Shooting Victims Find Hope, Care In Medicaid Expansion
President-elect Trump has said he will dismantle and replace the Affordable Care Act, and possibly privatize Medicaid — the insurance program for the very poor.
Several Republican governors say they’re putting their state’s Medicaid expansion on hold, as they wait to find out Obamacare’s fate.
That news is alarming to some shooting victims and their physicians. Many of these patients, who are young, minority men and uninsured, are finally able to get follow-up care through the Medicaid expansion, which now covers any person who makes $16,000 or less a year. Previously it covered those who were poor and disabled, poor and pregnant, or poor and elderly.
On how many trauma injuries are gang-related
“This affects all types and forms of society — it doesn’t have to violent-related. Of course, it can be gang related, that can be happen. But all sorts of people end up with penetrating trauma and even blunt trauma can result in these — you can get the need one of these in a car accident. So it was all walks of life.”
On his own experience treating patients with Medicaid expansion
“You saw things like that ability to get the colostomies taken care of and getting reversed faster. Having a colostomy is not life-threatening, but if you don’t have the wherewithal, you also can’t have the supplies to take care of your colostomy. Also having Medicaid, a lot of them have the proper colostomy bags, the appliances to put on. Otherwise, they would in times have to use very makeshift way-items — grocery bags, bread bags, tape to try to fashion themselves with colostomy bags, if they couldn’t otherwise afford the proper medical supplies.”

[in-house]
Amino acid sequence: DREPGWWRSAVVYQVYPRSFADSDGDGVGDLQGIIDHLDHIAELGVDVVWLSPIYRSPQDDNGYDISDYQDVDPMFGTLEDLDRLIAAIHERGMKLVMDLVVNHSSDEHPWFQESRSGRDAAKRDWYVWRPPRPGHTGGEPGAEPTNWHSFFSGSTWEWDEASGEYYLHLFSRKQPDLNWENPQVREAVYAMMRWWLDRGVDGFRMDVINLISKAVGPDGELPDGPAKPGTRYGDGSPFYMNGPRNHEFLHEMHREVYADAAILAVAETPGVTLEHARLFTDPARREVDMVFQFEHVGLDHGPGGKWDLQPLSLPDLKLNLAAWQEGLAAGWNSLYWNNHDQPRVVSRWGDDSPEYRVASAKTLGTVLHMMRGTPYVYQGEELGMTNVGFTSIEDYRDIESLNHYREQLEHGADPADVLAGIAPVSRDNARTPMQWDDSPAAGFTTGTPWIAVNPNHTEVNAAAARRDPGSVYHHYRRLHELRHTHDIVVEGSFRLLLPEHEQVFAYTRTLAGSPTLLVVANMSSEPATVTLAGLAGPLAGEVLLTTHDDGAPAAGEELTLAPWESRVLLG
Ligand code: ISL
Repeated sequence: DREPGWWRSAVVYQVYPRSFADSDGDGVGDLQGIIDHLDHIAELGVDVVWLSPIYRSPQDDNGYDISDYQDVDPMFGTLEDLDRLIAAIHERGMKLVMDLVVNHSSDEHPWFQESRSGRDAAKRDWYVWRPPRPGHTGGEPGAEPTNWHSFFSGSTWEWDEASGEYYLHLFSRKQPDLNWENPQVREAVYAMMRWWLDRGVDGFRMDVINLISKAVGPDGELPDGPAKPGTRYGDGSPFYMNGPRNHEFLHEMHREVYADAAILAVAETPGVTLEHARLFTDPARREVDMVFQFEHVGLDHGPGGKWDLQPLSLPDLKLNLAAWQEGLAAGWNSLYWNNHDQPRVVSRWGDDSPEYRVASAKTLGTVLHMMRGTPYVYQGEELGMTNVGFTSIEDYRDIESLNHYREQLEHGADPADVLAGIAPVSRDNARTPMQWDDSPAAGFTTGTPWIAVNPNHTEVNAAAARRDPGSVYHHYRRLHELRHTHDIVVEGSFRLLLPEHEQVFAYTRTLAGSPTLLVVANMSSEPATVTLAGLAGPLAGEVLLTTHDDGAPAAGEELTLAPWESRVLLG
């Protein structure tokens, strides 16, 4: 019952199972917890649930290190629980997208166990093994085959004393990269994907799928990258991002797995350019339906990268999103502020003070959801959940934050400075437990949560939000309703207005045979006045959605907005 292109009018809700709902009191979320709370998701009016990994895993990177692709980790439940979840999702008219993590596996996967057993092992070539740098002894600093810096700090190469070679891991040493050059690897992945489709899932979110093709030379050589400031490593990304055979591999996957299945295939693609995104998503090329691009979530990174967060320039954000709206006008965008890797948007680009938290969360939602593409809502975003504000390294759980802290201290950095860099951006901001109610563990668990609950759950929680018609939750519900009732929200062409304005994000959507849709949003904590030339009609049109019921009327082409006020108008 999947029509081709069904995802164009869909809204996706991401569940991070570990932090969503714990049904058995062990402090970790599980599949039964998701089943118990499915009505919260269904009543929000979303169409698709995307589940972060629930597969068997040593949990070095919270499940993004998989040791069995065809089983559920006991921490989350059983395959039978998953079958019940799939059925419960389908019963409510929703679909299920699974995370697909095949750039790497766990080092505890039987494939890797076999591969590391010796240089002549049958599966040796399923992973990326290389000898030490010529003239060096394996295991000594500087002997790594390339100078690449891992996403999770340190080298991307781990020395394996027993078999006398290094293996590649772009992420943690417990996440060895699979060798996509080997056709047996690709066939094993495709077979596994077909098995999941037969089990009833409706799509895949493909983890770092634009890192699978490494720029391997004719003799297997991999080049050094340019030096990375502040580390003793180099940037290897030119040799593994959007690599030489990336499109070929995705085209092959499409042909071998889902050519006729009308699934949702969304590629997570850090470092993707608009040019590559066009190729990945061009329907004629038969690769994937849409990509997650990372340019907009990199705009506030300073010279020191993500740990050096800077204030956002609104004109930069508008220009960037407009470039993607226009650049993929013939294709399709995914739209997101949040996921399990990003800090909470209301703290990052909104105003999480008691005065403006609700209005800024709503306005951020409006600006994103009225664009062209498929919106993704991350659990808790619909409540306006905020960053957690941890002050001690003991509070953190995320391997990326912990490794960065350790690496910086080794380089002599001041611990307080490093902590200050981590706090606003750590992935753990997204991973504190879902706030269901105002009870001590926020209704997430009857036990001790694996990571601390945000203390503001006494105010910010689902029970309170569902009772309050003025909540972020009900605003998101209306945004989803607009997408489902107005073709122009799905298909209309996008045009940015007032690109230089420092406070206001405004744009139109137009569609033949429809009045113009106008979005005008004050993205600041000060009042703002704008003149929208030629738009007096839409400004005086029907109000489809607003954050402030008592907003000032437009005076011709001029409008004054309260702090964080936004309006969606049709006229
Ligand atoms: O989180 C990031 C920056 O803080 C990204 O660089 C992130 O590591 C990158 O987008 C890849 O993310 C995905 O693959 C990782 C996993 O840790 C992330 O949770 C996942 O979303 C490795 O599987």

On the overall advantages of the Affordable Care Act
“The Affordable Care Act also allowed more elderly people that weren’t young, but 40s and 50s, and people before they were eligible for Medicare, to also get involved into Medicaid. And then things like, they could get screening coloniscopes done — we provide a lot of other care besides trauma care. And that kind of screening is good for a population across the board, holds down overall medical costs, if you can do a screening colostomy on a patient who’s 55, and discover two polyps that don’t go to cancer, you save a lot of money in the long run, let alone the suffering that goes to the patients that require major surgery. It does certainly affect the trauma patients and their abilities to recover and to get physical therapy and occupational therapy and to get back to jobs, but it also affected a wider variety of people than just trauma patients… and that was seen all across the hospital system in our particular hospital.”
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